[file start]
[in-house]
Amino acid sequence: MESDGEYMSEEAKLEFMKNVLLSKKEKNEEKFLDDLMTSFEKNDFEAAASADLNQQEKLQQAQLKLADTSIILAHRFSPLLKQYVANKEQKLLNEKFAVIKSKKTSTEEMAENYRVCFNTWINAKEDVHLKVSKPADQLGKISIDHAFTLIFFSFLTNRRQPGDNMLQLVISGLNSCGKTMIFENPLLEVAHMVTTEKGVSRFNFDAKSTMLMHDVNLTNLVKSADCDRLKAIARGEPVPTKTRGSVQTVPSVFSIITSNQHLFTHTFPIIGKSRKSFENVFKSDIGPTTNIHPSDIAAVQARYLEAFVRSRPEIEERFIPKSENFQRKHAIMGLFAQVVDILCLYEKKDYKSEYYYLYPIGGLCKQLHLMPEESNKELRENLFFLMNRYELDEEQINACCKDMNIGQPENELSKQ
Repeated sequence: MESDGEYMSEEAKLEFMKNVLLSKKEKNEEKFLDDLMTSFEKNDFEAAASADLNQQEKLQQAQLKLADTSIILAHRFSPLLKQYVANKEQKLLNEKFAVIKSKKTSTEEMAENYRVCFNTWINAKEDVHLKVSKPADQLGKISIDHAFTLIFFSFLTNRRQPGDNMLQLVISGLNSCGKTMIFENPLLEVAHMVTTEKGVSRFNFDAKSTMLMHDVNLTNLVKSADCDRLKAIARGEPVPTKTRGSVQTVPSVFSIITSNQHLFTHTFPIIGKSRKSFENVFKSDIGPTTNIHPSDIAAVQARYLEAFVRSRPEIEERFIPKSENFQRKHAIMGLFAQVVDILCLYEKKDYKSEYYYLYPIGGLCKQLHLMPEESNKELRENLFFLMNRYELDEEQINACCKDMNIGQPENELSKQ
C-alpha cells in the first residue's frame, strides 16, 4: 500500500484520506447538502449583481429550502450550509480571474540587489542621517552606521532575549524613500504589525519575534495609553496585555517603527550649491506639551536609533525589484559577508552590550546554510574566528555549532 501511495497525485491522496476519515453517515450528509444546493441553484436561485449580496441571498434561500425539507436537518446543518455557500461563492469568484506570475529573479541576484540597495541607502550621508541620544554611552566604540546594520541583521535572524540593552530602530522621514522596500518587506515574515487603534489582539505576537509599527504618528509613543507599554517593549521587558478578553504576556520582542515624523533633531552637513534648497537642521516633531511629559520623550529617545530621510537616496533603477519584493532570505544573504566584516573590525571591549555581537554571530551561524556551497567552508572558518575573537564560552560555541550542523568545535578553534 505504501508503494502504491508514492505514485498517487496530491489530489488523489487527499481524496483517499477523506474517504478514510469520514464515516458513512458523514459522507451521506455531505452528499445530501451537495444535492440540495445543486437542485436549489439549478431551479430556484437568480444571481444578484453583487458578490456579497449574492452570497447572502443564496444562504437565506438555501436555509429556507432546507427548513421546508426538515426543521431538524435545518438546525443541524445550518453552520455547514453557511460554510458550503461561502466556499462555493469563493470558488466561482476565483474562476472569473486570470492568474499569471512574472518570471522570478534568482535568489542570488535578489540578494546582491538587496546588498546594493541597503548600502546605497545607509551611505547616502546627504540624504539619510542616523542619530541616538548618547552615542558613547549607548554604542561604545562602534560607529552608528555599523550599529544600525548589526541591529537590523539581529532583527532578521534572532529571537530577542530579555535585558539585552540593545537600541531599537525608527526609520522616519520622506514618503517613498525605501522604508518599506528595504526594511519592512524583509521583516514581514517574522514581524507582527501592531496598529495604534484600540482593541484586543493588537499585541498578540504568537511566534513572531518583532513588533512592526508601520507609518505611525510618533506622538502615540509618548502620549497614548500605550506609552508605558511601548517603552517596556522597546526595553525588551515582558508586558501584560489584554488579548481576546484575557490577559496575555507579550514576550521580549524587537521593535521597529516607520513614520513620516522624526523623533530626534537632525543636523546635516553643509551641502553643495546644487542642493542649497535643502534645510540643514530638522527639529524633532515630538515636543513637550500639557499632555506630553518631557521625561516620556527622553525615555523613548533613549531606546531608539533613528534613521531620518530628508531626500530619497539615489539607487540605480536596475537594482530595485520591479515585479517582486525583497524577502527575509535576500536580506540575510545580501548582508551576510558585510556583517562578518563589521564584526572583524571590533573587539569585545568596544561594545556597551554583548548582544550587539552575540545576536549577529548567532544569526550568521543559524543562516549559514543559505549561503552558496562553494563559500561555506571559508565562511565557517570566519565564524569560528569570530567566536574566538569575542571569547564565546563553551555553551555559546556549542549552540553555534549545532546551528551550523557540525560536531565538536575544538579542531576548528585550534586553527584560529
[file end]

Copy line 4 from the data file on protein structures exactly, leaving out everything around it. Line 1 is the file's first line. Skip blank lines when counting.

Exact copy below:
C-alpha cells in the first residue's frame, strides 16, 4: 500500500484520506447538502449583481429550502450550509480571474540587489542621517552606521532575549524613500504589525519575534495609553496585555517603527550649491506639551536609533525589484559577508552590550546554510574566528555549532 501511495497525485491522496476519515453517515450528509444546493441553484436561485449580496441571498434561500425539507436537518446543518455557500461563492469568484506570475529573479541576484540597495541607502550621508541620544554611552566604540546594520541583521535572524540593552530602530522621514522596500518587506515574515487603534489582539505576537509599527504618528509613543507599554517593549521587558478578553504576556520582542515624523533633531552637513534648497537642521516633531511629559520623550529617545530621510537616496533603477519584493532570505544573504566584516573590525571591549555581537554571530551561524556551497567552508572558518575573537564560552560555541550542523568545535578553534 505504501508503494502504491508514492505514485498517487496530491489530489488523489487527499481524496483517499477523506474517504478514510469520514464515516458513512458523514459522507451521506455531505452528499445530501451537495444535492440540495445543486437542485436549489439549478431551479430556484437568480444571481444578484453583487458578490456579497449574492452570497447572502443564496444562504437565506438555501436555509429556507432546507427548513421546508426538515426543521431538524435545518438546525443541524445550518453552520455547514453557511460554510458550503461561502466556499462555493469563493470558488466561482476565483474562476472569473486570470492568474499569471512574472518570471522570478534568482535568489542570488535578489540578494546582491538587496546588498546594493541597503548600502546605497545607509551611505547616502546627504540624504539619510542616523542619530541616538548618547552615542558613547549607548554604542561604545562602534560607529552608528555599523550599529544600525548589526541591529537590523539581529532583527532578521534572532529571537530577542530579555535585558539585552540593545537600541531599537525608527526609520522616519520622506514618503517613498525605501522604508518599506528595504526594511519592512524583509521583516514581514517574522514581524507582527501592531496598529495604534484600540482593541484586543493588537499585541498578540504568537511566534513572531518583532513588533512592526508601520507609518505611525510618533506622538502615540509618548502620549497614548500605550506609552508605558511601548517603552517596556522597546526595553525588551515582558508586558501584560489584554488579548481576546484575557490577559496575555507579550514576550521580549524587537521593535521597529516607520513614520513620516522624526523623533530626534537632525543636523546635516553643509551641502553643495546644487542642493542649497535643502534645510540643514530638522527639529524633532515630538515636543513637550500639557499632555506630553518631557521625561516620556527622553525615555523613548533613549531606546531608539533613528534613521531620518530628508531626500530619497539615489539607487540605480536596475537594482530595485520591479515585479517582486525583497524577502527575509535576500536580506540575510545580501548582508551576510558585510556583517562578518563589521564584526572583524571590533573587539569585545568596544561594545556597551554583548548582544550587539552575540545576536549577529548567532544569526550568521543559524543562516549559514543559505549561503552558496562553494563559500561555506571559508565562511565557517570566519565564524569560528569570530567566536574566538569575542571569547564565546563553551555553551555559546556549542549552540553555534549545532546551528551550523557540525560536531565538536575544538579542531576548528585550534586553527584560529